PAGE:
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Harry was barely listening to her. He was turning the Snitch over and over in his hands, half expecting it to break open, to reveal the Resurrection Stone, to prove to Hermione that he was right, that the Deathly Hallows were real.

She appealed to Ron.

"You don't believe in this, do you?"

Harry looked up. Ron hesitated.

"I dunno ... I mean ... bits of it sort of fit together," said Ron awkwardly. "But when you look at the whole thing ..." He took a deep breath. "I think we're supposed to get rid of Horcruxes, Harry. That's what Dumbledore told us to do. Maybe ... maybe we should forget about this Hallows business."

"Thank you, Ron," said Hermione. "I'll take first watch."

And she(Hermione) strode past Harry and sat down in the tent entrance, turning the action into a fierce full stop.

Harry Potter and the Deathly Hallows

I'm not exactly sure of the meaning of "turning the action into a fierce full stop". Maybe Hermione just ended up in a full stop? What's "the action" referring to? How should we understand it correctly?

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    By angrily walking away, she brought the conversation to an abrupt end. – Kate Bunting Dec 8 '19 at 8:45
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I can think of two explanations/interpretations.


Here is the first:

Hermione is frustrated with Harry. He isn't really paying attention to what she is saying. She ends the conversation and walks away immediately.

Notice the clue to reading her body language: "strode past Harry". "Stride" means "walk with long, decisive steps in a specified direction" - google. We often do this when we end a conversation that did not go well.

In "turning the action into a fierce full stop" 'action' is referring to Hermione's stride. She abruptly stops at the tent entrance and sits down. This is something we usually see teenagers do when they are upset (imagine a moving car hard-braking).


Here is the second:

In "turning the action into a fierce full stop" 'action' could also refer to the heated conversation (notice the exclamation marks in the book).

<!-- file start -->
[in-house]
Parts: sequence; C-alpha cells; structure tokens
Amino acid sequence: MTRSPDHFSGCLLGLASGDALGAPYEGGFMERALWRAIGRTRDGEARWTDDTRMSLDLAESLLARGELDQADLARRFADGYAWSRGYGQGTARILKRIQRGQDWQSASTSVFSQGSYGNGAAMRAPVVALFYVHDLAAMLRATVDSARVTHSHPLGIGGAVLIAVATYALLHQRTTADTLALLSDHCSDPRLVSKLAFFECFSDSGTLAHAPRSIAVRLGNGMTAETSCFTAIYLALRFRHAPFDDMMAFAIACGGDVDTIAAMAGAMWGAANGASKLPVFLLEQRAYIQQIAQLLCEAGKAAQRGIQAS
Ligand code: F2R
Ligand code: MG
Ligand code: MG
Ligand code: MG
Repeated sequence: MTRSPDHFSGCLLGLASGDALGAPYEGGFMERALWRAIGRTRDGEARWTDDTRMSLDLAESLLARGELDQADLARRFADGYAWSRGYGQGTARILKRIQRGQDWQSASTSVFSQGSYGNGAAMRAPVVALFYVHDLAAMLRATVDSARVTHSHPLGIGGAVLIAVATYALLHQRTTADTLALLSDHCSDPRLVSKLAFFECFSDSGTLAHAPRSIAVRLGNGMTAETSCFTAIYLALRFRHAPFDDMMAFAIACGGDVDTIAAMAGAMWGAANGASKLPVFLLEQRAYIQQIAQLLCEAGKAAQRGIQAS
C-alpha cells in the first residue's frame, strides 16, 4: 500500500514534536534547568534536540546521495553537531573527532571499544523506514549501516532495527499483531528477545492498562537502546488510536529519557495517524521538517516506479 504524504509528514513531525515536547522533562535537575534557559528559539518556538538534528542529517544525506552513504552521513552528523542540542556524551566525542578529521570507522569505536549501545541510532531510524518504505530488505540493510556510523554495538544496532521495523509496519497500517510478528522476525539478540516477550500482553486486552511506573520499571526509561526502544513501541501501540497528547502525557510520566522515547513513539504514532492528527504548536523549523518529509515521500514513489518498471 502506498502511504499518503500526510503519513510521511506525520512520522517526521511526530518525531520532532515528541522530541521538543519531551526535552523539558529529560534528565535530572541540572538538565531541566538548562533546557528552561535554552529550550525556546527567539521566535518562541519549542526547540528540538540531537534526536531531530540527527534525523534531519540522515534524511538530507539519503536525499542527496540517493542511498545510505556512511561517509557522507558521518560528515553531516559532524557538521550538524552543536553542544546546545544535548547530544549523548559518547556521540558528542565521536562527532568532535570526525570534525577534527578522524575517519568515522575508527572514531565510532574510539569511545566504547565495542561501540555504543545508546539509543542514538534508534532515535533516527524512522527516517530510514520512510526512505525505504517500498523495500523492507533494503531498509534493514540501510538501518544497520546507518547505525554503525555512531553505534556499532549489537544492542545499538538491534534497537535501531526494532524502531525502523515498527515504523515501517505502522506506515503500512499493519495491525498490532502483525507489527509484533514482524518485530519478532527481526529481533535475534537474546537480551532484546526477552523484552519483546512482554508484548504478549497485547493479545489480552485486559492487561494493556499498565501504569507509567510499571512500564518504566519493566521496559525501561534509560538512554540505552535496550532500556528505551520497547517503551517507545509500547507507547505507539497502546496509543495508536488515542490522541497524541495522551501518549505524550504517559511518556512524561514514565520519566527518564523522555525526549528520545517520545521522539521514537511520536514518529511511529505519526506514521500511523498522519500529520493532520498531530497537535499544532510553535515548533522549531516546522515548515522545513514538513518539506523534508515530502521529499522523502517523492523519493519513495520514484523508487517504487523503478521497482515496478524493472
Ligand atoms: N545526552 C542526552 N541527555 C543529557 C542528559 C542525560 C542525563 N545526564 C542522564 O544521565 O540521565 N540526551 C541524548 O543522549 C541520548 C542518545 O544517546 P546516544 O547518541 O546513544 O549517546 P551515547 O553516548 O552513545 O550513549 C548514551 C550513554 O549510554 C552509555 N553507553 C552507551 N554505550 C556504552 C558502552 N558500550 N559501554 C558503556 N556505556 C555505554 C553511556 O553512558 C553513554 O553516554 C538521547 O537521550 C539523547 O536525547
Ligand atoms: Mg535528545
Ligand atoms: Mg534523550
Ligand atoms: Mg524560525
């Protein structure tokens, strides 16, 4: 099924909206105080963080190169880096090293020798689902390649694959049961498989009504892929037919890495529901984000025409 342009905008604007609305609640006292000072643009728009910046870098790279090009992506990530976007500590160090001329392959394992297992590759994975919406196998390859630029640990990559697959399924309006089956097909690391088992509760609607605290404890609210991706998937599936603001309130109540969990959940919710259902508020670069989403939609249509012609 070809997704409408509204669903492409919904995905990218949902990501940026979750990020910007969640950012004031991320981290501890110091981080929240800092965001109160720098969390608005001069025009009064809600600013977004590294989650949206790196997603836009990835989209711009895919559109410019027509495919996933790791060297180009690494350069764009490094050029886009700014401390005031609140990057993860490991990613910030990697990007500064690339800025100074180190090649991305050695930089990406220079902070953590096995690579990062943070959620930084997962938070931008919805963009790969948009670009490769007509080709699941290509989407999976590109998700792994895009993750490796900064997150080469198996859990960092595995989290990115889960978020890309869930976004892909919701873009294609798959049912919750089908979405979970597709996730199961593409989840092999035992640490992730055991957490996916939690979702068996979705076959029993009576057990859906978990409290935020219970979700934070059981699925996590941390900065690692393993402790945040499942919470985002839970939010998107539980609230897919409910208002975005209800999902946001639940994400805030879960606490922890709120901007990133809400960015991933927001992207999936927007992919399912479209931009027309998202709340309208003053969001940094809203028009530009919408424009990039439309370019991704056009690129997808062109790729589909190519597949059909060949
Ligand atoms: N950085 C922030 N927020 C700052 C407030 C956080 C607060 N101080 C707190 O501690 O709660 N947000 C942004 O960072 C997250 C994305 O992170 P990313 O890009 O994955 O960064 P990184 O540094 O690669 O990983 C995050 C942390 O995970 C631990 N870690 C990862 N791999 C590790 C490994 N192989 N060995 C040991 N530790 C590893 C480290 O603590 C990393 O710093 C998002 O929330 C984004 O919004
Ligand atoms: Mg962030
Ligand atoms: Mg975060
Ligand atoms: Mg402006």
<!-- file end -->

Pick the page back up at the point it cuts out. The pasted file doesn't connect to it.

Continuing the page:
From Cambridge, "action" means "the process of doing something, especially when dealing with a problem or difficulty."

They are discussing how they will destroy the Horcruxes (how they will deal with the problem). It makes sense to think of the conversation as the action, which ends fiercely/abruptly as she strides past Harry.

| improve this answer | |
  • Your second interpretation seems to be more appropriate. I added a bit more previous context. I don't see the exclamation marks in the book though. – dan Dec 8 '19 at 8:07
  • Is it also ok to say: turning the conversation into a fierce full stop in this context? – dan Dec 8 '19 at 8:25
  • @dan Well, I don't know which interpretation the author actually intended to convey. If its the second one in my answer, then you could probably say "bringing the conversation into a fierce ...". I don't feel "turning the conversation ..." in this case would be natural. – AIQ Dec 8 '19 at 8:42
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    @AIQ I have taken the liberty of rephrasing your post with the literary present. Normally you use the present tense to describe what happens in a narrative, despite the fact most fiction writing employs the past tense. – Eddie Kal Dec 9 '19 at 3:17
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    @AIQ No need to apologize. Check this out. :) So one of the ways to understand this is that works of fiction employ the past tense to elicit in the reader a sense that they are reading something that happened in the past. And when you write about or discuss works of fiction, the literary present puts you right in the moment. – Eddie Kal Dec 9 '19 at 3:31

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